Included are shooting drills for the post and perimeter players. These drills are also great additions to the whole package as they emphasize shots that players will see in games. The post players get short corner looks and shots from the top of the key, while the guards work on dribble hand-offs and skips that are constantly present in the offense.Trapping & Scrambling Pressure Defense

with Robyn Fralick,
Bowling Green University Head Women's Coach;
former Ashland University Head Women's Coach; 2017 NCAA DII National Champions;
Coached the first perfect season (37-0) in NCAA Division II Women's Basketball history (2016-17);
2018 & 2017 Women's Basketball Coaches Association NCAA Division II Coach of the Year;
2018 NCAA DII National Runners-Up;
2x Great Lakes Intercollegiate Athletic Conference Champions

In just her second season as head coach, Ashland's Robyn Fralick has already found the key to program success: utilizing both a full-court and half-court attacking defense to build team chemistry and facilitate a sense of ownership amongst the roster.

Coming off of an undefeated 37-0 season that resulted in a National Championship, Fralick's pressing/trapping approach yielded an increase in seven turnovers forced per game, with the added benefit of creating a tough-minded team mentality.

In this video, Coach Fralick discusses the importance of core values and the defensive philosophy employed by her team, individual defensive breakdown drills, team drills, and finally finishes up with game footage showing the effectiveness of pressure defense in live play.

Full-Court / Half-Court Pressure Defense

An efficient way to utilize the full depths of your roster is to implement an exhaustive, attacking style of play that requires bodies in order for the system to function at its peak. A system that will engage a player's yearning for opportunity, is fun to play, and tasks endurance levels will ultimately create a sense of togetherness and ownership amongst the team as every player will have a role to play in determining team success.

In discussing the philosophy and demonstrating the scheme, Fralick touches on:

  • Varying the "when" and "where" that traps occurs in order to create a sense of unpredictability.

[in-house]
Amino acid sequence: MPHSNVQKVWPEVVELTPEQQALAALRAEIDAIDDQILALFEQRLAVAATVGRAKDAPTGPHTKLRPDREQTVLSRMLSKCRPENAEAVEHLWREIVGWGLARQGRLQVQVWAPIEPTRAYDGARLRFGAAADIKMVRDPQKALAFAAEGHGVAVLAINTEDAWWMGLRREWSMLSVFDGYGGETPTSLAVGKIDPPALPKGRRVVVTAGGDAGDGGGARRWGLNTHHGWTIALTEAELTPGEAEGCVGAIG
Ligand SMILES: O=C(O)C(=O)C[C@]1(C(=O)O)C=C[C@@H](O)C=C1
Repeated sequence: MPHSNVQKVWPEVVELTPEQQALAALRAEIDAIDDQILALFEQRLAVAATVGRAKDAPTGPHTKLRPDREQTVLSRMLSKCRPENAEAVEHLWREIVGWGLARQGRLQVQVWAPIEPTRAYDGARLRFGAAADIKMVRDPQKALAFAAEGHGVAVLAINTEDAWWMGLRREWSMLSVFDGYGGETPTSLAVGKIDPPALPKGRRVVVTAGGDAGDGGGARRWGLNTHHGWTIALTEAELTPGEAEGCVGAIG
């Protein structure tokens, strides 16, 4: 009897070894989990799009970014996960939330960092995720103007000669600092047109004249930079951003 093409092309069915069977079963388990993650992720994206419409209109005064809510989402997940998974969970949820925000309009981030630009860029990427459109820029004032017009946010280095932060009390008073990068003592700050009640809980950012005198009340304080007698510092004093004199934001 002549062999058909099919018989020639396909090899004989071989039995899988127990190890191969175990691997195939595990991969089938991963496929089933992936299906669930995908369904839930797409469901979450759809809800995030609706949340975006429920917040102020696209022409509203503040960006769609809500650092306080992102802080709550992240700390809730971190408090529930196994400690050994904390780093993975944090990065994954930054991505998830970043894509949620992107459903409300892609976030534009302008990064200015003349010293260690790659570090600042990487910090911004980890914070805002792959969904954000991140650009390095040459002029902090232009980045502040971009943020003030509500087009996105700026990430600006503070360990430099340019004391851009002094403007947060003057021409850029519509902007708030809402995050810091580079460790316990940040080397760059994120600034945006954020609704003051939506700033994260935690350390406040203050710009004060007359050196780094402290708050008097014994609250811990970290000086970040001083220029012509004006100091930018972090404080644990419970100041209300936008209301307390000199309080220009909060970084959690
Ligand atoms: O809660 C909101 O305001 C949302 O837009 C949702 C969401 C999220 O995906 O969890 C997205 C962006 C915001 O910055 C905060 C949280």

• The responsibilities and positioning of the "trapper, gapper, and safety" roles within the attack.
  • The four goals of the philosophy and how they directly translate to the system's success.
  • How to handle defense of ball screens in the half-court and how it falls in line with the underlying philosophy of the defensive system as a whole in the full-court.
  • Help defense positioning, both in the full-court and the half-court, and how it places players in the best possible position to achieve a deflection.
  • A review of game film in order to illustrate the talking/teaching points of the system that were on display throughout the video.

Pressure Defense Breakdown Drills

Breakdown drills are essential to isolating specific teaching points and creating a competitive environment in which to instruct players on how to react. Fralick brings a package of two offensive-based breakdown "finishing" drills (after all, what good is forcing a turnover if it doesn't directly translate to points at the other end!), and six defensive-based drills that aim to:

  • Develop offensive footwork and "finishing" move sets around the rim.
  • Simulate the 'chaotic' element where the press is beaten and the defense is forced into 'scramble' mode to match-up in the half-court.
  • Create the perfect trapping alignment via body and foot placement, in a controlled and confined space, that places an emphasis on reading the offensive player's eyes.
  • "Control" the ball-handler and force the offensive player into positions on the court that are advantageous to the defense.
  • Position the off-ball defenders up/on the line of the ball to place them in position to concurrently defend their man as well as cheat just enough to increase the odds of a deflection if a pass were to be made in their direction.

The mantra of "defense travels" still holds true today. Create a fast-paced, engaging, exciting style of play that uses defense as its found